About OpenKnowledge@NAU | For NAU Authors

Impact of the Trump Administration's Modification to the Public Charge Rule on Perceptions of Immigrants' Behavior

Annorbah, Rebecca (2021) Impact of the Trump Administration's Modification to the Public Charge Rule on Perceptions of Immigrants' Behavior. Masters thesis, Northern Arizona University.

[thumbnail of Annorbah_2021_impact_trump_administrations_modification_public_charge_.pdf] Text
Annorbah_2021_impact_trump_administrations_modification_public_charge_.pdf - Published Version
Restricted to Repository staff only

Download (619kB) | Request a copy


The public charge rule that prohibited entry of any person unable to take care of himself or herself without depending on public benefits has been in existence since 1882. It was last modified in 1999 before it’s modification in February 2020 by the administration of Donald Trump. The Trump administration’s modification to the rule expanded the public benefits whose use could be used to deny upgrading of immigrant visa status. Under the modified rule, a foreign national is defined as likely to become a public charge if they use public benefits such as cash assistance, Medicaid, Supplemental Nutrition Assistance Program (SNAP), and public housing benefits. This study seeks to determine if, from the perspective of social service personnel who engage with immigrants, nonimmigrants, and mixed-status families, the Trump administration’s modification to the public charge rule has affected immigrants’ behaviors. The research reported here is based on open-ended, qualitative interviews administered to a purposive sample of ten social service personnel. To the best of my knowledge, the study is the first to examine the experience of social service personnel working with immigrants, as compared to previous studies that sampled immigrants rather than those who serve them. The study revealed that, from social service personnel’s perspective, after the change in the public charge rule, immigrants avoided using public benefits out to fear of becoming a public charge and consequently denied a green card. This fear led some immigrants and mixed-status families to withdraw or not apply for public benefits even when needed. Of greater concern to respondents is the withdrawal of US-born children from public benefits. This study can serve as a guide to creating immigration policies that minimize immigrant fear of reprisal for using public services and will allow them to apply and use public benefits legally available for them and/or their children.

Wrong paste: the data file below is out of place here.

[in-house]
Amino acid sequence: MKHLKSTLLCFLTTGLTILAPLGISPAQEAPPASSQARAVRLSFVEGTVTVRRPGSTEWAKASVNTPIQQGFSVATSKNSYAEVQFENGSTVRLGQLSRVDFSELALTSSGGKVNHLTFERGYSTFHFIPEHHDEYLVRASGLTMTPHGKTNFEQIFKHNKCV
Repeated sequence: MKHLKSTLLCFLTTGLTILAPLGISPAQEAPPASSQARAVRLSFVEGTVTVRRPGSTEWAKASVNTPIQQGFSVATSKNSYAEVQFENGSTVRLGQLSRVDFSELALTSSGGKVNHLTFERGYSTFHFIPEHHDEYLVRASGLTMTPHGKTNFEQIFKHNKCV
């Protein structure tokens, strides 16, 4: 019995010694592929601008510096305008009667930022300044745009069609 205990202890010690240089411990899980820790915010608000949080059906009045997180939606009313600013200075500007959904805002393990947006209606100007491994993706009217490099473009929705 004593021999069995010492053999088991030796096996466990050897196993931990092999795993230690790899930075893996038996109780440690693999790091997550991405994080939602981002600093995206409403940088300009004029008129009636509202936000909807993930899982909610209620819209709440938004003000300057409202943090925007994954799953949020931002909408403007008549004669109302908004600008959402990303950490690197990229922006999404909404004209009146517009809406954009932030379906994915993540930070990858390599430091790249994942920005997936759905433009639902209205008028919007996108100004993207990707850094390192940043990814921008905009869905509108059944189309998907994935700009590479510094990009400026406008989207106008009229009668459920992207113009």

Item Type: Thesis (Masters)
Publisher’s Statement: © Copyright is held by the author. Digital access to this material is made possible by the Cline Library, Northern Arizona University. Further transmission, reproduction or presentation of protected items is prohibited except with permission of the author.
Keywords: Health seeking behavior; Immigrants; Immigration; Public charge rule; Public policy; Trump Administration
Subjects: H Social Sciences > HN Social history and conditions. Social problems. Social reform
NAU Depositing Author Academic Status: Student
Department/Unit: Graduate College > Theses and Dissertations
College of Social and Behavioral Science > Criminology and Criminal Justice
Date Deposited: 18 Feb 2022 16:29
Last Modified: 18 Feb 2022 16:29
URI: https://openknowledge.nau.edu/id/eprint/5713

Actions (login required)

IR Staff Record View IR Staff Record View


Downloads per month over past year